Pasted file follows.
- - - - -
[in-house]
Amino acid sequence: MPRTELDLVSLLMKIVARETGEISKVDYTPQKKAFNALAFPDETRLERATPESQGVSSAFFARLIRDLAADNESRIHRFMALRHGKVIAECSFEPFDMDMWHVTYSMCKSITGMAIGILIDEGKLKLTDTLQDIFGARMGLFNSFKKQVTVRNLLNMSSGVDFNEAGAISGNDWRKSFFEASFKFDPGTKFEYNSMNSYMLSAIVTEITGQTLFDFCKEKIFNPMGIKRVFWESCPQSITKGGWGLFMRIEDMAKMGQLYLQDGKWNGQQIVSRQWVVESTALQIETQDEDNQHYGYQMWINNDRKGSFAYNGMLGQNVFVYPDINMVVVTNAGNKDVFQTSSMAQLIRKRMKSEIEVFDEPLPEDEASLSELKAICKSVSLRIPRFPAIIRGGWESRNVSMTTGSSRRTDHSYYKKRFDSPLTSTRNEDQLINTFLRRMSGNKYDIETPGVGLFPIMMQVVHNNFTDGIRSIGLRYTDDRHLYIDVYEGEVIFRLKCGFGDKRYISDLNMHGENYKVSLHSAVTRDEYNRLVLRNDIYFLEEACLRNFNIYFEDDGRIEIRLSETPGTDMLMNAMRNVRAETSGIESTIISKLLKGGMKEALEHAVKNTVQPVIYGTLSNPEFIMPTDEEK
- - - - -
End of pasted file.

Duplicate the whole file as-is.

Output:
[in-house]
Amino acid sequence: MPRTELDLVSLLMKIVARETGEISKVDYTPQKKAFNALAFPDETRLERATPESQGVSSAFFARLIRDLAADNESRIHRFMALRHGKVIAECSFEPFDMDMWHVTYSMCKSITGMAIGILIDEGKLKLTDTLQDIFGARMGLFNSFKKQVTVRNLLNMSSGVDFNEAGAISGNDWRKSFFEASFKFDPGTKFEYNSMNSYMLSAIVTEITGQTLFDFCKEKIFNPMGIKRVFWESCPQSITKGGWGLFMRIEDMAKMGQLYLQDGKWNGQQIVSRQWVVESTALQIETQDEDNQHYGYQMWINNDRKGSFAYNGMLGQNVFVYPDINMVVVTNAGNKDVFQTSSMAQLIRKRMKSEIEVFDEPLPEDEASLSELKAICKSVSLRIPRFPAIIRGGWESRNVSMTTGSSRRTDHSYYKKRFDSPLTSTRNEDQLINTFLRRMSGNKYDIETPGVGLFPIMMQVVHNNFTDGIRSIGLRYTDDRHLYIDVYEGEVIFRLKCGFGDKRYISDLNMHGENYKVSLHSAVTRDEYNRLVLRNDIYFLEEACLRNFNIYFEDDGRIEIRLSETPGTDMLMNAMRNVRAETSGIESTIISKLLKGGMKEALEHAVKNTVQPVIYGTLSNPEFIMPTDEEK